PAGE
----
There are many wildlife photography tips I can reveal to you, but here are the most key. It actually does depend heavily on, not only light, but your shooting at the right moment and knowledge of the creature you are photographing and a whole lot of patience.
I can recommend to a a small number of memory cards with you and ensure you can store an obscene amount of information on them. And photograph in RAW. You will be able to get the best quality that way and be able to keep those shots for a lifetime. And expect to take many images until you get the right shot. It all comes down to preparation.
Portraits can really teach us about wildlife photography. How we order and structure our creature within the frame, concentrate on the eyes and body movement, and keep clear focus on the eyes…these are all things we do in portraiture all the time and wildlife photography is no different.
Even if you get nothing else in focus, and you have the eyes nice and sharp, then you can get away with it. We naturally look at eyes, which is why this system works best and works well. You may have noticed in the past that if the eyes are indistinguishable in a head and shoulders shot, then we just do not connect emotionally with the shot.
Your own personal well being is a huge point. Stay within a huge distance from a wild animal. This is why wildlife photographers make use of really lengthy lenses. They must be able to get as close up to the action as soon as possible without surprising the animal to their being there, or, put themselves in harms road. A lot of wild animals are tremendously protective and will act in response to you as a threat if they are unsure. So be intelligent. Take a long lens and keep out of view.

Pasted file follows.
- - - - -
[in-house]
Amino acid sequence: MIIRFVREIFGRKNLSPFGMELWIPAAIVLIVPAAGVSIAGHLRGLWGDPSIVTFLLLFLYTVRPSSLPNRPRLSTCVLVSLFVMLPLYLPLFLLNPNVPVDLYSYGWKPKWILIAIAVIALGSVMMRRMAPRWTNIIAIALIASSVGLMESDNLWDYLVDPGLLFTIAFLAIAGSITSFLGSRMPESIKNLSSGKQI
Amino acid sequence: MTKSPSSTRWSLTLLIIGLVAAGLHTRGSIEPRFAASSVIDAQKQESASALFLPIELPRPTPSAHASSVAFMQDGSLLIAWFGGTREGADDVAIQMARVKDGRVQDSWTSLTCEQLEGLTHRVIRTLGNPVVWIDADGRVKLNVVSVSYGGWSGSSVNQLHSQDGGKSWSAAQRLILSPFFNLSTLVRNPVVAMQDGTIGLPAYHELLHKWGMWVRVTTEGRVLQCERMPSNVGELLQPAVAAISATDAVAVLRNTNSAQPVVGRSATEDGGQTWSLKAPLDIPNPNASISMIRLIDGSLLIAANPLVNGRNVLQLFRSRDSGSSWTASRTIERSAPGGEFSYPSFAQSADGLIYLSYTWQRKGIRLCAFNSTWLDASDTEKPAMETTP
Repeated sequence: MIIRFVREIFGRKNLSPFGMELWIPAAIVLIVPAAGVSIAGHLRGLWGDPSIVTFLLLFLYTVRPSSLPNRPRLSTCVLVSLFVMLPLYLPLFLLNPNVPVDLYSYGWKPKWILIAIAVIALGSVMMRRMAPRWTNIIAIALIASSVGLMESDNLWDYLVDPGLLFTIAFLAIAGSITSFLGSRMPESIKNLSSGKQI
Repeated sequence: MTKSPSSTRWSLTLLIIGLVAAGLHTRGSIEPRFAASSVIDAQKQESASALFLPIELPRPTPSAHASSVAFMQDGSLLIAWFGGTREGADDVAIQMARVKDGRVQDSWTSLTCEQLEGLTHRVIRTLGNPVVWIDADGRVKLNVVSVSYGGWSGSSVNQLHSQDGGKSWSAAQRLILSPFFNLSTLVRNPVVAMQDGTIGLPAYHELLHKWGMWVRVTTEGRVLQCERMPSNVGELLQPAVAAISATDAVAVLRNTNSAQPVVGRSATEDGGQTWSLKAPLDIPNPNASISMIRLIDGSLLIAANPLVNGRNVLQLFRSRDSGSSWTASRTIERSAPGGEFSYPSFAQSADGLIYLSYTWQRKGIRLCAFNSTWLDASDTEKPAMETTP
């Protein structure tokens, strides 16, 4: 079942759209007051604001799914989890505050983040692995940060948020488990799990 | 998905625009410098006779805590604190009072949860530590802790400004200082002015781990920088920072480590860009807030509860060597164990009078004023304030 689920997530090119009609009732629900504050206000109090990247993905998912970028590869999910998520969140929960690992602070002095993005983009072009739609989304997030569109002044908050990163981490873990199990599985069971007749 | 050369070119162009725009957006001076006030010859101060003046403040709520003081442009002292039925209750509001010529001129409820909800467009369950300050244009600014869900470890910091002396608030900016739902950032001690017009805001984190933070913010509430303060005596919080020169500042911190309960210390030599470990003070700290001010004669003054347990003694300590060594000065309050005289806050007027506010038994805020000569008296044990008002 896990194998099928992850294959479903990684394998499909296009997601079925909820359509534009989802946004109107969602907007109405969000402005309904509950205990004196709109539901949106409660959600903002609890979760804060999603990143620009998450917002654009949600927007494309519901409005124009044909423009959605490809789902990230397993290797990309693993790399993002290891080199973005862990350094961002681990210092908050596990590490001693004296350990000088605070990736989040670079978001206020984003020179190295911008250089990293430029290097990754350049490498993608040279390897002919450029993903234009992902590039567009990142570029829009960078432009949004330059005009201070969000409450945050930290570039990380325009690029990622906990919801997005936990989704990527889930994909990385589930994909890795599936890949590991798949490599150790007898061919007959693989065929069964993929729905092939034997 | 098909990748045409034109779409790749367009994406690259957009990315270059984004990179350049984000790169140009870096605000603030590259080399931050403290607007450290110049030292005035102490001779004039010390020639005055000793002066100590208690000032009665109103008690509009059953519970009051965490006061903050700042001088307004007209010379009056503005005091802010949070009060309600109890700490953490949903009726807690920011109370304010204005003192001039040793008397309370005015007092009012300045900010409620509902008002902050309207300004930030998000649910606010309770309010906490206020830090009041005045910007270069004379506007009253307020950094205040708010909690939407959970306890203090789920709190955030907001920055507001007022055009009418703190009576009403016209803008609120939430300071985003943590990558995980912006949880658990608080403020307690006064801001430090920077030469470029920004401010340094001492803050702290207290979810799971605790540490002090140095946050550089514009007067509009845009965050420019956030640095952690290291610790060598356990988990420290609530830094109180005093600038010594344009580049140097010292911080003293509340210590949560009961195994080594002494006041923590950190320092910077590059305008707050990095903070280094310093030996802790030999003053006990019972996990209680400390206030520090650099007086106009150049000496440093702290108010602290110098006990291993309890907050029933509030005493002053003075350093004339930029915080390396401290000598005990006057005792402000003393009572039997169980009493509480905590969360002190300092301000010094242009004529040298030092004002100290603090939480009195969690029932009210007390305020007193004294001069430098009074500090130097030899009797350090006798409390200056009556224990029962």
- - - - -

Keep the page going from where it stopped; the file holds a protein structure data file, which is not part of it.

Not only do we use a long lens for this reason, but also for the idea of not wanting to intimidate the animal in any way. This is especially true for birds. Wild birds are nervous little things at best. When a bird is resting calmly on a tree branch waiting for a mate, you don’t want to make a noise from the bushes and risk it hurrying to another place.
Sunset and the break of day are by far the best times to take photos of wild animals. They come out for food and can be seen stalking, fighting with other animals and searching attentively. They will also come out of their sleeping place, get ready for attracting a soul mate and begin singing or performing the traditional mating rights of courtship. This can give you with some incredible photo opportunities.
What about where you place things in the photo? Wild life photography, like any portraiture, is best complete with a balance of negative space and positive breathing space surrounding your animal. if an animal is looking into the distance for instance, make certain you give the animal space in front of it to “look into”. This works properly for most wildlife.
Apply these wildlife photography suggestions by going to the zoo. Practice on a variety of animals until you are sure to go to the next step- the wild. Good luck and happy shooting!
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